The Fourth Court of Appeals San Antonio, Texas (“Texas Appellate Court”) held in its Memorandum Opinion dated November 14, 2018 that the plaintiff’s claim that the defendant OB, who had a sexual relationship with her in 2009, had tricked her into having an abortion was a health care liability claim (HCLC) because the alleged pregnancy and abortion facts could support an HCLC, and thus her assault and intentional infliction of emotional distress claims based on the pregnancy and abortion facts are HCLCs.
The Underlying Facts
In 2009, shortly after the plaintiff began an intimate relationship with the defendant OB, she became pregnant with the defendant’s child. The plaintiff alleged that the defendant did not want the child, intentionally misinformed her about the health of her unborn child, performed medical tests and treatments on her, and eventually subjected her to an abortion.
The plaintiff alleged that in July 2009, after she told the defendant she was pregnant with his child, he told her he felt the baby was not healthy. The plaintiff alleged that the defendant intentionally misled her about the condition of her unborn child and falsely stated she had undergone a “missed abortion”: the defendant ordered medical tests to determine her pregnancy hormone levels, and despite the normal test results, he told her the unborn child was not healthy; the defendant administered injections and oral medications that he told her would improve her hormone levels, but he later admitted the injections and medications were intended to induce a miscarriage or abortion; the defendant convinced her to stop seeing her physician and entrust him with her medical care, which she did; and, the defendant performed an ultrasound on the plaintiff during which he told her that the baby no longer had a heartbeat and the pregnancy was no longer viable, but later admitted he turned off the sound and held the ultrasound wand to make it appear as if the baby had no heartbeat.
On the morning of August 28, 2009, the defendant took the plaintiff to a hospital, admitted her, performed an abortion, and then discharged her.
The plaintiff further alleged that in January 2012, the defendant violently pushed her onto a bed, pinned her down, and threatened her with violence; that in February 2012, the defendant held her in his vehicle for over five hours, smashed her head into the dashboard and the vehicle’s window, and again threatened her; and, in January 2014, the defendant screamed at her, slammed her head against the wall, hit her head, grabbed her by the face, yelled directly into her ears, and threatened her with violence.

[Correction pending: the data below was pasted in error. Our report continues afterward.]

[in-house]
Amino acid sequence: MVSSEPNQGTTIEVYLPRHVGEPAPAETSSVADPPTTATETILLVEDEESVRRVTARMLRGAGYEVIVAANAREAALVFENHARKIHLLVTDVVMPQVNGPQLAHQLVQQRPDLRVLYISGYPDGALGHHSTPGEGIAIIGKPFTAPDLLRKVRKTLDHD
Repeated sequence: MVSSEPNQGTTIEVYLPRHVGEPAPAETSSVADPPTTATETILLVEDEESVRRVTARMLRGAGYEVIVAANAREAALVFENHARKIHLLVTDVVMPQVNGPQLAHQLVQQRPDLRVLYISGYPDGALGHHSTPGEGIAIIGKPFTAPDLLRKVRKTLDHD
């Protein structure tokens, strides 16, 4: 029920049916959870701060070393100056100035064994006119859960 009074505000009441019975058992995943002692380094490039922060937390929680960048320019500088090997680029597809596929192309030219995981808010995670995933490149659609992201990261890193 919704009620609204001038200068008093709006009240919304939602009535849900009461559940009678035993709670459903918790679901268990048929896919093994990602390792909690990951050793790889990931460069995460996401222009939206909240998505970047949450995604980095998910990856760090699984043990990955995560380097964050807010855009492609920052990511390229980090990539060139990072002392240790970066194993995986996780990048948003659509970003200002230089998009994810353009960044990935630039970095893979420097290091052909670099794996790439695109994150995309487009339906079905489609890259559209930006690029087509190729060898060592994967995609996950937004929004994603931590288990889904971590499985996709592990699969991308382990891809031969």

Despite the alleged history of lies and violence between the plaintiff and the defendant, they were married in June 2016. The allegations stated above were made in divorce proceedings filed by the plaintiff against the defendant.
The defendant filed a motion to dismiss the claims, arguing that the claims were health care liability claims (HCLCs) and because the plaintiff did not serve the required expert report in Texas medical malpractice claims, the trial court was required to dismiss the claims with prejudice and award him reasonable attorney’s fees and costs of court. Without dismissing any of the claims, the trial court granted the motion to dismiss but denied the defendant’s attorney’s fees because “none of the claims alleged malpractice under the [Texas Medical Liability] Act.” The defendant appealed.
Texas Appellate Court Memorandum Opinion
The Texas Appellate Court stated that it is undisputed that the defendant is a physician, that the plaintiff supports her assault claim with facts pertaining to how the defendant diagnosed her pregnancy, treated her “missed abortion,” and performed medical tests and procedures on her, and that the plaintiff’s facts could support a claim that the defendant “depart[ed] from accepted standards [and] proximately caused [her] injury.”
The Texas Appellate Court stated that even though the plaintiff expressly states she is not alleging the defendant departed from accepted standards of care, her statement does not prevent her assault claim from being an HCLC: the plaintioff’s pregnancy and abortion facts could support an HCLC, and thus her assault and intentional infliction of emotional distress (IIED) claims based on the pregnancy and abortion facts are HCLCs.
The Texas Appellate Court agreed with the defendant’s argument that because the assault and IIED claims were HCLCs, and no expert report was served, the trial court was required to dismiss those claims and to award the defendant reasonable attorney’s fees and costs of court with respect to the claims based on the pregnancy and abortion facts. Therefore, the Texas Appellate Court remanded the case to the trial court to award reasonable attorney’s fees and costs of court incurred for those dismissed claims only.
Source Zertuche v. Wessels, No. 04-18-00429-CV.
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